Dear EAD experts,

I am seeking internal funding to support a "gap analysis" study of the legacy (non-EAD) finding aids of 8-10 Smithsonian archival units.   This study will analyze the existing finding aids, as well as the systems used to create them in each individual unit, and compare the format and content of the legacy finding aids against EAD Best Practices currently being implemented at the Smithsonian.

I would like to contract with an individual to complete this study.  The contractor should be an expert in the EAD format, as well as EAD authoring and creation tools and systems.   The contractor will provide the Smithsonian with a detailed report on the gaps and deficiencies in the legacy finding aids in both content and format and provide recommendations for EAD conversion for each group of finding aids.   Our ultimate goal is to convert as many as possible with an EAD conversion service, and to develop strategies for the in-house revision of those that are highly non-standard.

It is not within the scope of this project to develop methodologies for mapping legacy data out of complex in-house stand-alone systems.  However, since many of the units have started to adopt the Archivists Toolkit for the creation of EAD finding aids, an understanding of the AT is desirable and the possibilities for getting some of the legacy data into AT.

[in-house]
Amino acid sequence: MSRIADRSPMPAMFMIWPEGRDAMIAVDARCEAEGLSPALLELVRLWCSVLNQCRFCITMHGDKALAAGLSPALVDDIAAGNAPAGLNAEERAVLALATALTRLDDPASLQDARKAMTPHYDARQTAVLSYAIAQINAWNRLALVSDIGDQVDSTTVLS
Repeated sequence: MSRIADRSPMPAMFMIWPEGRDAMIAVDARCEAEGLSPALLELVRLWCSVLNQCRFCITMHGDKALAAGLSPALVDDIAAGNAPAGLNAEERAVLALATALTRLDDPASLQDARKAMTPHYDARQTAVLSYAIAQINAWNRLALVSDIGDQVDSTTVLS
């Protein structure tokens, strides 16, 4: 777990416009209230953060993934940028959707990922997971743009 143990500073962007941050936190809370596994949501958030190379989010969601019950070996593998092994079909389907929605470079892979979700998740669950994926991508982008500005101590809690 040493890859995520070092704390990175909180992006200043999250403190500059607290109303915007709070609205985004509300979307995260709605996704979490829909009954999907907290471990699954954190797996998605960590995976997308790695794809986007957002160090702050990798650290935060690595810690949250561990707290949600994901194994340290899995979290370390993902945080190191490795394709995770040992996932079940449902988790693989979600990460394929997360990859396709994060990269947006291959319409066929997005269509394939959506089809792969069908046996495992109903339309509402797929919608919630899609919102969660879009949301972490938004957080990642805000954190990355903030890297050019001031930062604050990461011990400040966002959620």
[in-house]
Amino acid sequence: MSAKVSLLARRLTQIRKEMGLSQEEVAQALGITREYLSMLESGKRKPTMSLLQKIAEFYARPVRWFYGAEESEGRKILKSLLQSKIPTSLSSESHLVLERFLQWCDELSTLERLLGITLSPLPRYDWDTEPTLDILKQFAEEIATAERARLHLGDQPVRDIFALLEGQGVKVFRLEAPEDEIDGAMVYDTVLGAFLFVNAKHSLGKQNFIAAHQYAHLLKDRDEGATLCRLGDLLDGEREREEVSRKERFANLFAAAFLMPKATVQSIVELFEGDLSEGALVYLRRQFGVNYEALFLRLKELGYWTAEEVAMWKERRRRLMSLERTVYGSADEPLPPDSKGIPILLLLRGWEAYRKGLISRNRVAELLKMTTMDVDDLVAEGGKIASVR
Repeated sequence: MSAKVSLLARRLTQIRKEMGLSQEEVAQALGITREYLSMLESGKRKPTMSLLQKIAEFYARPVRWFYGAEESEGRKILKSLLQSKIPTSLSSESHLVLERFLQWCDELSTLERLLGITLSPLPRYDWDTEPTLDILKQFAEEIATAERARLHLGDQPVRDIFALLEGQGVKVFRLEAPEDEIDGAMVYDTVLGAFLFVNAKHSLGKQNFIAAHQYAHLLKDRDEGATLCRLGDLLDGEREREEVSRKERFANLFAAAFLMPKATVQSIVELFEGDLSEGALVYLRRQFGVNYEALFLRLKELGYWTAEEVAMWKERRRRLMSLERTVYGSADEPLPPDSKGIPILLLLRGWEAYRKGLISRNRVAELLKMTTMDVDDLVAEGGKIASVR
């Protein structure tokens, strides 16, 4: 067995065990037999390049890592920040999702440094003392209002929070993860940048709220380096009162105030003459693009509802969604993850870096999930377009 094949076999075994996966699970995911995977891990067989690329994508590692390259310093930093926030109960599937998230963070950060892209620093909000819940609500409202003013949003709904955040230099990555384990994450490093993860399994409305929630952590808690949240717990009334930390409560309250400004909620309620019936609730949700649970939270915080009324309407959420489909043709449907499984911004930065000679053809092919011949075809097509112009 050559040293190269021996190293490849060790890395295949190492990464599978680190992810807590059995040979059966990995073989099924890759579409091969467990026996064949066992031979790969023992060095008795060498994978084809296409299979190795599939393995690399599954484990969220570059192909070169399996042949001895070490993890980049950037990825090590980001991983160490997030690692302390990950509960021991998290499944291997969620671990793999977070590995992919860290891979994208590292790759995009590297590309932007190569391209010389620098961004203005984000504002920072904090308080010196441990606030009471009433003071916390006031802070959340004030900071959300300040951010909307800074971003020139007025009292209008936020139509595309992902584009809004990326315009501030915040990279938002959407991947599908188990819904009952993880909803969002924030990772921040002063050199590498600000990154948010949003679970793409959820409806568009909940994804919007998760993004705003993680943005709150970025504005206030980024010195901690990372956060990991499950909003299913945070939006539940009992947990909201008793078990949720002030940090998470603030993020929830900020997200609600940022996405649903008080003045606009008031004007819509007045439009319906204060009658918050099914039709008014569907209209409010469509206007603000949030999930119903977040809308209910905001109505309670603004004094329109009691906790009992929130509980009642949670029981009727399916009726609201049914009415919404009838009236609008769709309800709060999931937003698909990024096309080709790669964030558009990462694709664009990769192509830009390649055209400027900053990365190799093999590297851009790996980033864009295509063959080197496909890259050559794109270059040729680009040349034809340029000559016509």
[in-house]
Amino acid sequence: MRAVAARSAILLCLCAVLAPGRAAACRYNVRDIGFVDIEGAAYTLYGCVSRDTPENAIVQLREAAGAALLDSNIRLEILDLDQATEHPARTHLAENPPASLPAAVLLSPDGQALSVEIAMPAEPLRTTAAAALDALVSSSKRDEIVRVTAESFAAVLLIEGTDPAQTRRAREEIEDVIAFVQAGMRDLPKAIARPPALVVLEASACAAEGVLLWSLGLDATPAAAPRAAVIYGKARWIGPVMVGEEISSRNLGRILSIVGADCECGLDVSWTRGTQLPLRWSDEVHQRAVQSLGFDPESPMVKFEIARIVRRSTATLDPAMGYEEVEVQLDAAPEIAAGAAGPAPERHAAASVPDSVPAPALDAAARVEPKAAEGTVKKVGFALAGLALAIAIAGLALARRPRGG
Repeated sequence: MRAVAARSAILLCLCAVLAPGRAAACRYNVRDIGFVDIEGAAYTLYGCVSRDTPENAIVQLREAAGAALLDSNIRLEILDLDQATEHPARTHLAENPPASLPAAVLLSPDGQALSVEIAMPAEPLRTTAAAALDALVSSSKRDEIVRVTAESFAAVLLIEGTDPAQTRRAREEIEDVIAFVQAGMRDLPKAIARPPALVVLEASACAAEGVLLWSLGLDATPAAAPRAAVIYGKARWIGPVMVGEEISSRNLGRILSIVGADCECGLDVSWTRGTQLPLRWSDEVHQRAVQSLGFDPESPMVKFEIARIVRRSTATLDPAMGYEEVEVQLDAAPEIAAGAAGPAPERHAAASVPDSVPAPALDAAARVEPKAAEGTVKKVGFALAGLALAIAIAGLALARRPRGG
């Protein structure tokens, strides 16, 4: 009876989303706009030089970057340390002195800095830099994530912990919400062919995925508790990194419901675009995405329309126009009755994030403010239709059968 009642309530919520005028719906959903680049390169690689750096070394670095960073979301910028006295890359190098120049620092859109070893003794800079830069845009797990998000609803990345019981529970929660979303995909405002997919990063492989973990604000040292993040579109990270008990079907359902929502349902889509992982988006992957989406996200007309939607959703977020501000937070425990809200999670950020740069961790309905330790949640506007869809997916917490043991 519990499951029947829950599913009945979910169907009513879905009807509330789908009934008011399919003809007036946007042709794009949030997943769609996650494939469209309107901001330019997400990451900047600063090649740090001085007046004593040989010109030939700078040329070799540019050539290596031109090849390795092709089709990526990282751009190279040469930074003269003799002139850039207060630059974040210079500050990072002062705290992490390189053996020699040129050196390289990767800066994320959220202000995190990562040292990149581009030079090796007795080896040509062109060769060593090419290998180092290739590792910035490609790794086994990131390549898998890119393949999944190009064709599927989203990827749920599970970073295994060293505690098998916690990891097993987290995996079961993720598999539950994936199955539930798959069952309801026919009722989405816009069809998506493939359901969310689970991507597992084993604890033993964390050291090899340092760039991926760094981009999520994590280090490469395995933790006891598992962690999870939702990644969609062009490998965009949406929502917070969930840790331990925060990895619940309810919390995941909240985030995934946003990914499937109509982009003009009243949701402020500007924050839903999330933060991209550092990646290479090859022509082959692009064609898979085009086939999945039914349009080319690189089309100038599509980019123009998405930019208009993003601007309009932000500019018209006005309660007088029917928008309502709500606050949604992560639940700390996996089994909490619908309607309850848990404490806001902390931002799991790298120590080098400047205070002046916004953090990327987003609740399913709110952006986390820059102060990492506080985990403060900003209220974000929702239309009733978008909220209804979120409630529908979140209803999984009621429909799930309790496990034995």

The legacy finding aids are typical of most legacy non-EAD finding aids and exist in hard copy, word processed documents, and databases.  I have completed a high-level survey of the number and types of non-EAD legacy finding aids throughout the participating units.  Although there are thousands of finding aids to be analyzed, the bulk of the finding aids created by each individual unit are fairly consistent within that unit.  Therefore, random sampling will work very well for some of the larger bodies of finding aids.

At this point, I am interested in hearing estimated hourly costs for such a contract - or other proposals.  This is not a RFQ and is simply a collegial question as to availability of such contractors and estimated hourly rates, or similar charges.  It is likely that the person would have to do much of the work on-site in Washington, D.C. - some of work could probably be done off site.  Once I have a better idea of costs, I can write the proposal.  If successful, an RFQ would be issued in February or March.

Thanks for your help.  Please respond to me off-list.

Barb Aikens

Barbara D. Aikens

Chief, Collections Processing
Archives of American Art, Smithsonian Institution
Ph: 202-633-7941
email:  [log in to unmask]<mailto:[log in to unmask]>

Mailing Address
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Washington, DC  20013-7012